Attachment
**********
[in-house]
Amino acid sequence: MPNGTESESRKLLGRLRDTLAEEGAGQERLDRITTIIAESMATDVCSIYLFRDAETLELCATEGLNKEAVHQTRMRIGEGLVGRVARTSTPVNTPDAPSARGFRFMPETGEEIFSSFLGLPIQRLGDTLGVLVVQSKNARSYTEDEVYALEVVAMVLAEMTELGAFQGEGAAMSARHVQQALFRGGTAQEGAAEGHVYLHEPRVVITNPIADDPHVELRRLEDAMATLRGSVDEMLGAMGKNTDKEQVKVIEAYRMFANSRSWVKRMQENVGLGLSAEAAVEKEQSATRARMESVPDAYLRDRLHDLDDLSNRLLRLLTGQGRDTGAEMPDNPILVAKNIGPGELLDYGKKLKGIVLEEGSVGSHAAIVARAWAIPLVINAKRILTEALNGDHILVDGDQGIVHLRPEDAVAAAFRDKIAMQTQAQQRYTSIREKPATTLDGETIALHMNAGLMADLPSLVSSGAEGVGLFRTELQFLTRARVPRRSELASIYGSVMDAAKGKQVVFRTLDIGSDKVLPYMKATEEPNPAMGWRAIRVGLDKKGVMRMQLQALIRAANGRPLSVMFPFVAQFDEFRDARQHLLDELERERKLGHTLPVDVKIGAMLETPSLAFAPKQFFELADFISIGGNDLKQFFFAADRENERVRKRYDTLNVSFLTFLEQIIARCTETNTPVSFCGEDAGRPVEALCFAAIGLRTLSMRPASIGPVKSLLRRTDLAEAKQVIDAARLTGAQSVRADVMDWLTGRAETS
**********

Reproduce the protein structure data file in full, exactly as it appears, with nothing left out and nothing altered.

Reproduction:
[in-house]
Amino acid sequence: MPNGTESESRKLLGRLRDTLAEEGAGQERLDRITTIIAESMATDVCSIYLFRDAETLELCATEGLNKEAVHQTRMRIGEGLVGRVARTSTPVNTPDAPSARGFRFMPETGEEIFSSFLGLPIQRLGDTLGVLVVQSKNARSYTEDEVYALEVVAMVLAEMTELGAFQGEGAAMSARHVQQALFRGGTAQEGAAEGHVYLHEPRVVITNPIADDPHVELRRLEDAMATLRGSVDEMLGAMGKNTDKEQVKVIEAYRMFANSRSWVKRMQENVGLGLSAEAAVEKEQSATRARMESVPDAYLRDRLHDLDDLSNRLLRLLTGQGRDTGAEMPDNPILVAKNIGPGELLDYGKKLKGIVLEEGSVGSHAAIVARAWAIPLVINAKRILTEALNGDHILVDGDQGIVHLRPEDAVAAAFRDKIAMQTQAQQRYTSIREKPATTLDGETIALHMNAGLMADLPSLVSSGAEGVGLFRTELQFLTRARVPRRSELASIYGSVMDAAKGKQVVFRTLDIGSDKVLPYMKATEEPNPAMGWRAIRVGLDKKGVMRMQLQALIRAANGRPLSVMFPFVAQFDEFRDARQHLLDELERERKLGHTLPVDVKIGAMLETPSLAFAPKQFFELADFISIGGNDLKQFFFAADRENERVRKRYDTLNVSFLTFLEQIIARCTETNTPVSFCGEDAGRPVEALCFAAIGLRTLSMRPASIGPVKSLLRRTDLAEAKQVIDAARLTGAQSVRADVMDWLTGRAETS